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Never Say You Can’t Survive: Weirdness Gives Me the Strength To Keep Going

Charlie Jane Anders is writing a nonfiction book—and Tor.com is publishing it as she does so. Never Say You Can’t Survive is a how-to book about the storytelling craft, but it’s also full of memoir, personal anecdote, and insight about how to flourish in the present emergency.

Below is the nineteenth chapter, “ Weirdness Gives Me the Strength To Keep Going.” You can find all previous chapters here. New chapters will appear every Tuesday. Enjoy!

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Series: Never Say You Can’t Survive

Reading the Wheel of Time: Death Cannot Be Healed in Robert Jordan’s The Fires of Heaven (Part 5)

This week in Reading the Wheel of Time we get to learn so much more about the One Power. Chapter Seven is the only chapter we will cover today, but like Rand, we’ll have a busy time of it. There will be Darkhounds and balefire, Mat and his foxhead medallion, and Lanfear will show us more of herself than I believe we have seen thus far. I have feelings about Moiraine, and Rand has feelings about death. It’s going to be a real roller coaster.

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Series: Reading The Wheel of Time

Vampires Are the Gentrifiers In the First Trailer for Netflix’s Vampires vs The Bronx

Gentrification has been a long-standing threat to communities of color in neighborhoods around the United States, the result of money and affluent neighbors moving in and forcing out their predecessors.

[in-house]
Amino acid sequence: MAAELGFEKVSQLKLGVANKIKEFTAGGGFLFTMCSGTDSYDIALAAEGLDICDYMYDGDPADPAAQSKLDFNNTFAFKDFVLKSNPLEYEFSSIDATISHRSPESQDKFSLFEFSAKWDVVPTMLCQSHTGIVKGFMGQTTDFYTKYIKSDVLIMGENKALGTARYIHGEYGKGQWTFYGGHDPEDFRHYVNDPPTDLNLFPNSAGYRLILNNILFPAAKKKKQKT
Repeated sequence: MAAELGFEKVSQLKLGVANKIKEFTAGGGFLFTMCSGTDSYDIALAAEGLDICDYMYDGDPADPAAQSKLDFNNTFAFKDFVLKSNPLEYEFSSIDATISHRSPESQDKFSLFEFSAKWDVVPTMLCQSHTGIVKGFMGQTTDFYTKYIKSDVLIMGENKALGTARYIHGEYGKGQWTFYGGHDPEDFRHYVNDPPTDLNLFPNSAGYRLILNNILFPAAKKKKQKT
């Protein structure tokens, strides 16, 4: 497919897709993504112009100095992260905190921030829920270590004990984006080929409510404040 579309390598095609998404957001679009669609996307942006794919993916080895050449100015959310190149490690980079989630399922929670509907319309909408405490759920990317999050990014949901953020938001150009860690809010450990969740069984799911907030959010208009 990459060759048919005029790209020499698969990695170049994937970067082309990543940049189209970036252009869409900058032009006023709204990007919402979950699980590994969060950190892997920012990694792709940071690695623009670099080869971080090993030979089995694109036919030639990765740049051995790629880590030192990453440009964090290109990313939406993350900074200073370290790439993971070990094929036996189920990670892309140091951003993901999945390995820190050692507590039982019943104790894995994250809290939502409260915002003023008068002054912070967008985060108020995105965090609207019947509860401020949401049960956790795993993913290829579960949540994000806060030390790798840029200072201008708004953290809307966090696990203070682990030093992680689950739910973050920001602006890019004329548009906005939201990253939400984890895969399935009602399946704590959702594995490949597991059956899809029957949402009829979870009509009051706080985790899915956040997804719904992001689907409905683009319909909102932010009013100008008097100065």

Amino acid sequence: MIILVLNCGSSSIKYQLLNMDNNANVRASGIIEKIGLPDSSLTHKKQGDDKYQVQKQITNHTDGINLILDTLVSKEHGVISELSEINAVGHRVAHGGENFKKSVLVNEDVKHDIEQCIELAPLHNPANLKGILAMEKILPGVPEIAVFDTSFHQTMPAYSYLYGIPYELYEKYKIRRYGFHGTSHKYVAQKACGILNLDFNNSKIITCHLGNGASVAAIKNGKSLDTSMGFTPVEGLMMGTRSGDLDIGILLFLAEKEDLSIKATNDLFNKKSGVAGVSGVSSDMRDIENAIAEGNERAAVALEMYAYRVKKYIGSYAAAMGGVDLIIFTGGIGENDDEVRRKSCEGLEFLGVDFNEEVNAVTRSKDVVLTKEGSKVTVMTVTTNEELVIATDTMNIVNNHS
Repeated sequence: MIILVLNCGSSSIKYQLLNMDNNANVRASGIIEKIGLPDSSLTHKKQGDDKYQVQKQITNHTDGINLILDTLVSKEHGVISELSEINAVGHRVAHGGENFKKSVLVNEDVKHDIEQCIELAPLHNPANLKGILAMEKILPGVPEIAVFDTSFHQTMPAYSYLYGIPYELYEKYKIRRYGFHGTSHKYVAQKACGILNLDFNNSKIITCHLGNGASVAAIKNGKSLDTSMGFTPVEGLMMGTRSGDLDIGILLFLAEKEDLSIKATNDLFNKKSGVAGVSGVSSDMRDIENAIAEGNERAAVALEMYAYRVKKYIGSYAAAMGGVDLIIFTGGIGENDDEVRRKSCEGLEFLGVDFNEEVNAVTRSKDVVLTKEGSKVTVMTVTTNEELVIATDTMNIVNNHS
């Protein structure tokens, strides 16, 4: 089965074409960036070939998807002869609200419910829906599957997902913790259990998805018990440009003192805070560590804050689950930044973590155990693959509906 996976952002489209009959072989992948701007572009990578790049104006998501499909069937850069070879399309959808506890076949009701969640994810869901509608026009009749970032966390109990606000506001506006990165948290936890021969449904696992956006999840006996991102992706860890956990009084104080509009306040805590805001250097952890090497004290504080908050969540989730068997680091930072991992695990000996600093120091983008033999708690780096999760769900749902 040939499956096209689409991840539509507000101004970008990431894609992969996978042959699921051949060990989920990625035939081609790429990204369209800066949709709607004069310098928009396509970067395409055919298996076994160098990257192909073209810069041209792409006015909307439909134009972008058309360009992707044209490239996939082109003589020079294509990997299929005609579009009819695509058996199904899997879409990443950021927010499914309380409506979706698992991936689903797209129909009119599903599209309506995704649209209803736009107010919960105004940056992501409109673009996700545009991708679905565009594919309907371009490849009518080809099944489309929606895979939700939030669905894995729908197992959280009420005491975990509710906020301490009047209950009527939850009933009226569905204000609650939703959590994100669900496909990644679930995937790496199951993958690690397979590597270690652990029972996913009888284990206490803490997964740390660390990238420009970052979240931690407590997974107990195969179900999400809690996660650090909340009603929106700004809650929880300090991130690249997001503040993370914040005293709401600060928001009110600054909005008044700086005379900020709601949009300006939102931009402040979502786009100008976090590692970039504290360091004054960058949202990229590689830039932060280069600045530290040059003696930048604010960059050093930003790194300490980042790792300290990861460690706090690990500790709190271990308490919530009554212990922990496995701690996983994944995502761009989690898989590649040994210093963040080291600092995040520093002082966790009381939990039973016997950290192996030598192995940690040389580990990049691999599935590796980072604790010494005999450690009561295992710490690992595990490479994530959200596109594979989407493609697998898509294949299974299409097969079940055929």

In Netflix’s new film Vampires Vs The Bronx, a group of friends discover that their neighborhood’s under threat from some supernatural newcomers—vampires.

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The Folio Society Is Releasing a Limited, Special Edition of Frank Herbert’s Dune

Five years ago, the Folio Society began regularly releasing science fiction novels in its lineup of high-end collectors editions, starting with Frank Herbert’s Dune.

With the film adaptation coming out this December, the publisher has announced a new special edition of the book, which goes above and beyond its already beautiful previous edition.

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Five SFF Novels Featuring Disabled Characters Who Know Their Own Worth

As someone with a chronic illness, reading sci-fi and fantasy books that feature characters with disabilities has had a huge impact on me. It’s valuable to see myself as a hero and not just a character on the sidelines who’s too “broken” to go on an adventure. I don’t exist to inspire other people, I’m not useless until I’m healed, and I don’t have to overcome my disability to be worth something. I want the fiction I read to embrace diversity and include characters who are learning to deal with their conditions—just like me.

Each of the books on this list includes a character who has chronic pain or a disability, who plays a significant role in the story. I appreciate how these characters all wrestle with their conditions and learn to value themselves—despite others telling them they’re useless.